Two Poems by Nicole Caruso Garcia

In Praise of Gray

My graying hair, for now, is free of dye.
There’s darkness plenty in my alibi,
No rage against the youth-obsessed. (I’m vain.)

       I’ve reached the age my mother was if she’d been
       Roused from sleep to go identify
       My body, had I bled it. In sterile light,
       She would have clutched my father as they cried,
       Their firstborn’s hair forever chestnut brown.

My graying hair—
Hurrah!— it grows more wiry and defiant,
A crown to celebrate and testify
I’m here. And though I never can atone
For the crush of dawn they’d nearly known,
Just look: the sunlight can’t deny
My graying hair.


Easy Money

The mother made a point of telling me
that she would leave for work before the dad.
Before he left for work, we’d be alone.
So what? I’d been alone with dads before.
They’d drive me home and wave goodbye.

Easy money, and I knew the drill:
Just watch the kids. Give piggybacks.
Cut crust off PBJs. Tie shoes.
No diaper changing. Kids both potty-trained.
Braid Barbie’s hair and settle squabbles.

The mom and dad stood opposite the sofa,
gestured, Sit. The standard interview,
except arm’s length from where I sat there was
a year of Playboy fanned out on the table.
A cache of skin mags spread out like hors d’oeuvres

unnerves. Like bath time in the Barbie Dreamhouse,
there lay a mansionful of plastic flesh tones,
soaped and oiled. Act casual, I thought.
This was not my parents’ coffee table—
not Family Circle, Road & Track.

The summer of the naked harbingers.
I’d seen the whisper-pouts of lacquered mouths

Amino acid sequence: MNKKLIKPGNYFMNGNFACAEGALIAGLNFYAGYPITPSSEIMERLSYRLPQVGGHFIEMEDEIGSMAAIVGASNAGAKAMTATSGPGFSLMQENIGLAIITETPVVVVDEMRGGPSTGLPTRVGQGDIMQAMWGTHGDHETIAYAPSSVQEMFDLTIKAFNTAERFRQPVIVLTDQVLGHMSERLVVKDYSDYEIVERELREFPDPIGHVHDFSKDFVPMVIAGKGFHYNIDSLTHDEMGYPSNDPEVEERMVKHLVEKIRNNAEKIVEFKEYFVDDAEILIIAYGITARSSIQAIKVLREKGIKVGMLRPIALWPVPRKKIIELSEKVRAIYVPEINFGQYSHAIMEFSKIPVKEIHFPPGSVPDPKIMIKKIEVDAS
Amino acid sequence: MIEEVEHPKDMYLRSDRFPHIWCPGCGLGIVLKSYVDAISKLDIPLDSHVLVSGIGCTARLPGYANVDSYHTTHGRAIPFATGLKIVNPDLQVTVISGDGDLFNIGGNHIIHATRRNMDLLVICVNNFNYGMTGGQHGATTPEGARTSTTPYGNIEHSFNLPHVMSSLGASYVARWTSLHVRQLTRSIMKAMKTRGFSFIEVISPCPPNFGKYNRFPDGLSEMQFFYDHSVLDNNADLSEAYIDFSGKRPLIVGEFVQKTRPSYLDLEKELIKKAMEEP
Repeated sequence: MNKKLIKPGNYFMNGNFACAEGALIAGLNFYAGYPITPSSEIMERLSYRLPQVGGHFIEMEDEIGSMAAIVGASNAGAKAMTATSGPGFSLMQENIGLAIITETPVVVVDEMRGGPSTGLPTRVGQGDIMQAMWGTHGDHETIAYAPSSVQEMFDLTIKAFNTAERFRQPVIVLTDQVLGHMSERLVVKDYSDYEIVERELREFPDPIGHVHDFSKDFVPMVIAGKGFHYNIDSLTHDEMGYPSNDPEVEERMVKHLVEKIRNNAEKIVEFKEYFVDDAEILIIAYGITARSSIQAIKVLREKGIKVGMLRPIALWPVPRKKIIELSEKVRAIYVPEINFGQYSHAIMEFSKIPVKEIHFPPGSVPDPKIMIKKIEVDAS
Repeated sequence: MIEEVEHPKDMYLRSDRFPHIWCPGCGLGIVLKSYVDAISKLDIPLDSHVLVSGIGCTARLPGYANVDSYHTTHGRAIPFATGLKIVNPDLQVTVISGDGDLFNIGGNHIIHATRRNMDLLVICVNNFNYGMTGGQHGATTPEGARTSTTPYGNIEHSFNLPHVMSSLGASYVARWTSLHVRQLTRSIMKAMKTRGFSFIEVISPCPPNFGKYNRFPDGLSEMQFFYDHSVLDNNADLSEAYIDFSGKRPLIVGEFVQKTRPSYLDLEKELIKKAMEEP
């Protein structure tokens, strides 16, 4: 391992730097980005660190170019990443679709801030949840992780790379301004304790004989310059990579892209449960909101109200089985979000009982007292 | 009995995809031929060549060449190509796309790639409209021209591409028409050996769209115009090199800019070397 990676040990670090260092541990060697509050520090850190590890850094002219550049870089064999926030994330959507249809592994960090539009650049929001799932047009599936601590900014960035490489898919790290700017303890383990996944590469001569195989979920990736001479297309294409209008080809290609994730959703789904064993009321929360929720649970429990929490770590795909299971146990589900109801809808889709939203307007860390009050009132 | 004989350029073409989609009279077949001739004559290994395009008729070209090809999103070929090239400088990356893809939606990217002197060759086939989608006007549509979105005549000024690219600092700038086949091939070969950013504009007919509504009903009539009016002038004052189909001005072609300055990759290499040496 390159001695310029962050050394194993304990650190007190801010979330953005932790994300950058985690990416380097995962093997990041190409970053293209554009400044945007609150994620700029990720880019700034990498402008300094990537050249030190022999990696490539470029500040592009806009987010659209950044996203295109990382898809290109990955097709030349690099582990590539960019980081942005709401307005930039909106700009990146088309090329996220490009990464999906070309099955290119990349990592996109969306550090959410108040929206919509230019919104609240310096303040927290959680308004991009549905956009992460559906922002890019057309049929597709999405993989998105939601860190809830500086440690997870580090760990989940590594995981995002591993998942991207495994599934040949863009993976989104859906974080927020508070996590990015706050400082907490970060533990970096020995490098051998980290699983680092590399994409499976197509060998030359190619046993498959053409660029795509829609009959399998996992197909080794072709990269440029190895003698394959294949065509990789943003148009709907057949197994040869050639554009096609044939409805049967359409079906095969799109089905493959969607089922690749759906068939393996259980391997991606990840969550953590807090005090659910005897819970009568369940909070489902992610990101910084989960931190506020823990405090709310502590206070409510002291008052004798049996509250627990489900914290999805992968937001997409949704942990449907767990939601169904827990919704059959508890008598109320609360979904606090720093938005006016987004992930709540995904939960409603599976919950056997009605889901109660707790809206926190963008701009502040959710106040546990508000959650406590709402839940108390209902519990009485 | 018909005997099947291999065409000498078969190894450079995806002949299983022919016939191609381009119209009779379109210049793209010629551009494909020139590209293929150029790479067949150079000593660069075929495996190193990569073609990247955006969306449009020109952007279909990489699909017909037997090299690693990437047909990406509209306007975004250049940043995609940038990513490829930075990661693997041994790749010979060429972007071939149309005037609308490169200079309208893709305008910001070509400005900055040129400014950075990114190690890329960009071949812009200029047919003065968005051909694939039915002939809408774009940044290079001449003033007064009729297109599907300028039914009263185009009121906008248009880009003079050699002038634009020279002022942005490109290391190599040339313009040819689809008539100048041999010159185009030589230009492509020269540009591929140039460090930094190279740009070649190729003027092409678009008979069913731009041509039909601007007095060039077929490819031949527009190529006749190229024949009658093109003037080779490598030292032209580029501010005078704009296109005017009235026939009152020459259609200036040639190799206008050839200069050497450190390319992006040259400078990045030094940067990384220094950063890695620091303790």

and faintly heard them: Run.


Nicole Caruso Garcia is Associate Poetry Editor at Able Muse and a Board member at Poetry by the Sea: A Global Conference. Her poems appear in Crab Orchard Review, DIAGRAM, Light, Measure, Mezzo Cammin, PANK, Plume, The Raintown Review, Rattle, RHINO, Sonora Review, Spillway, Tupelo Quarterly, and elsewhere. Visit her at

Fire and Flood by Kristin Garth

Fire and Flood
(as two Barbie Dreamhouses)

Some have a Barbie dreamhouse as a child.
First I bought, myself, my 20’s, with cash
compiled in strip clubs, a girl going wild
in plaid. Until a stranger lit a match
to burn down everything I had accrued
with lewd choreography. Second an
abuser bought for me, an overdue
idyllic acrylic home that’s briefly
my own, reparations I will choose
to accept. Plastic families are easy
to protect, it would seem. This one I lose
by flood, recluse who lets nobody
in, no men, though this strategy is flawed.
Even plastic is not safe from acts of God.


Kristin Garth is a Pushcart, Best of the Net and Rhysling nominated sonnet stalker. She is the author of 20 books of poetry including Flutter Southern Gothic Fever Dream, The Meadow and Candy Cigarette Womanchild Noir. Read her poetry journal Pink Plastic House a tiny journal where she is the Dollhouse Architect. Listen to her weekly sonnet podcast called Kristin Whispers Sonnets on Anchor, Spotify and Apple Podcasts. Visit her site and talk to her on Twitter @lolaandjolie